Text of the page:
An Australian man who claimed his misunderstood name had caused him untold problems in the past has now claimed the entire episode was a hoax.
The 23-year-old "Phuc Dat Bich" came to global attention recently after a Facebook post where he spoke about his "unfortunate" name went viral. The post was covered across the globe, picked up by the Daily Mail, BBC, Buzzfeed, New York Magazine and countless others.
In recent days, the man has thanked those who gave him support, saying "We live in a diverse and multicultural society and the fact that there are people out there who are supportive and encouraging really makes me happy. I've never ranted nor wept that my post would get this sort of exposure. But I am glad and honoured to be able to make people happy by simply making them laugh at something that appears outrageous and ridiculous."
However, as SBS pointed out, in another post on Wednesday afternoon he claimed the entire exercise had been a hoax and poured scorn on media for reporting the story. He signed off the post Joe Carr -- or joker. SBS claimed they had contacted the man for information, claiming inconsistencies in his story, just hours before the post.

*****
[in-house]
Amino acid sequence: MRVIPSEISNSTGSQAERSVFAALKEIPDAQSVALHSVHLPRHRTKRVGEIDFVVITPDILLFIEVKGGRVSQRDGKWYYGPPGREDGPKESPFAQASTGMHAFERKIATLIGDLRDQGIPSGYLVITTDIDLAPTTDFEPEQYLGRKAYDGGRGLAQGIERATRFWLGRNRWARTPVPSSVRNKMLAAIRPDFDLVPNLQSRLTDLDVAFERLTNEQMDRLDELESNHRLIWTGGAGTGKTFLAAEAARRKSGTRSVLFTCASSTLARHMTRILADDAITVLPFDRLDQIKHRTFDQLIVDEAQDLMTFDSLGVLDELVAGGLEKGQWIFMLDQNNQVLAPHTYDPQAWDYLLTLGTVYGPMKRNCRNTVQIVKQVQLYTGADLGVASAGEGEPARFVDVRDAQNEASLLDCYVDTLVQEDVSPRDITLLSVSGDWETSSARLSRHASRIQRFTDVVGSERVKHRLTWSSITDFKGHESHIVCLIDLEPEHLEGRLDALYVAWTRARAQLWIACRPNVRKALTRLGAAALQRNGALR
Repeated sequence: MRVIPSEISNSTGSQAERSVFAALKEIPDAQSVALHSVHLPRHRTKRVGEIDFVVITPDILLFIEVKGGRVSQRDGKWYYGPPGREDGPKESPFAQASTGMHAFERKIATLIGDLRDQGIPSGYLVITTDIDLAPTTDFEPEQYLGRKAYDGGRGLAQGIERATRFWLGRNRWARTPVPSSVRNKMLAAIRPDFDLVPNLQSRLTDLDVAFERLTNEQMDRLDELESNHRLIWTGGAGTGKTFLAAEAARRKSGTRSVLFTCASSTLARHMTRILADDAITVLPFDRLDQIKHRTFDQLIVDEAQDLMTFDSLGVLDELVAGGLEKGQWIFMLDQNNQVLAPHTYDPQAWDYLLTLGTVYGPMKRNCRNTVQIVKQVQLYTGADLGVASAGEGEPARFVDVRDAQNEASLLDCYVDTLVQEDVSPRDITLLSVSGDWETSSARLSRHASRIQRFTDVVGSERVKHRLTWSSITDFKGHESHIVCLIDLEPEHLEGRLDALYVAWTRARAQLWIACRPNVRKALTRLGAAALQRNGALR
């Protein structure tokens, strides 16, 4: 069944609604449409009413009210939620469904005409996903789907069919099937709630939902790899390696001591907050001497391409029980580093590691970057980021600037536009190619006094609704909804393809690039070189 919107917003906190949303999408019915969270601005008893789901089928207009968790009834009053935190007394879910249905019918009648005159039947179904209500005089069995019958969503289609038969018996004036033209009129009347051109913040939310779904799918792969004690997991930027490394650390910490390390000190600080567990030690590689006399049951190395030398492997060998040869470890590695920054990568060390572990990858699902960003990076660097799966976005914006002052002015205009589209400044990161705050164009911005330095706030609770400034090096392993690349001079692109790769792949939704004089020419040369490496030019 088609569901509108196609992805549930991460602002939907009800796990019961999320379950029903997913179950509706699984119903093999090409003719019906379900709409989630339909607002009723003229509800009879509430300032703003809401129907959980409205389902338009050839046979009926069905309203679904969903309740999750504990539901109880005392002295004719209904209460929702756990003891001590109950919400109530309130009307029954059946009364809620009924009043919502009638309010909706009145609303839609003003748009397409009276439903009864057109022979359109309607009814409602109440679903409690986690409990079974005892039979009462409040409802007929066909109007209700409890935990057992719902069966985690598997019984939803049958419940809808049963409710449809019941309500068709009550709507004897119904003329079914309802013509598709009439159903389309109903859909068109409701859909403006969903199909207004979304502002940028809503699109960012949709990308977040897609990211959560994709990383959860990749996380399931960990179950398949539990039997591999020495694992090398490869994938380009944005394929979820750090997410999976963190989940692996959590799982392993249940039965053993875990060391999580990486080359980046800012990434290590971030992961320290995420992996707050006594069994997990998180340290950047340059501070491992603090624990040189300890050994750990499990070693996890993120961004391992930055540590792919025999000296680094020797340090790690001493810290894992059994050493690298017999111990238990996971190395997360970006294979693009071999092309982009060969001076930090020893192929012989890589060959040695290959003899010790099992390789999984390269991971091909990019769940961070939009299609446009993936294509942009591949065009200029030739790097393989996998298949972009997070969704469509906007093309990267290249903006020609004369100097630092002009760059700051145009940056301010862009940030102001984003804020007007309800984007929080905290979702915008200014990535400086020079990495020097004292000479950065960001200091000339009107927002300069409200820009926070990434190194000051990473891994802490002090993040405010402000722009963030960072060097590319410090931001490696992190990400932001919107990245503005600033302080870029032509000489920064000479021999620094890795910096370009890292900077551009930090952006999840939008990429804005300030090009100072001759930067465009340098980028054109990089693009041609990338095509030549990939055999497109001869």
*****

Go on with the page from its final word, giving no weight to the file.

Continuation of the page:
"Out of this ordeal I've concluded not to trust the credibility of the media, it's twisted by the hungry journalists who mask the truth. I just want those who are reading this to take a step back and reflect what the media have claimed about me," he wrote.
"It goes to show that an average joe like myself can con the the biggest news sources with ease."
At this stage, it's unclear how the initial passport image came into being; whether a Photoshop creation, a forgery or fake.
UPDATE: As Tal Waterhouse points out on Twitter, a closer examination of the passport shows Phuc Dat Bich's name to be written with a different colour and kerning (space between letters) to the rest of the passport.
Take a closer look and see what you think: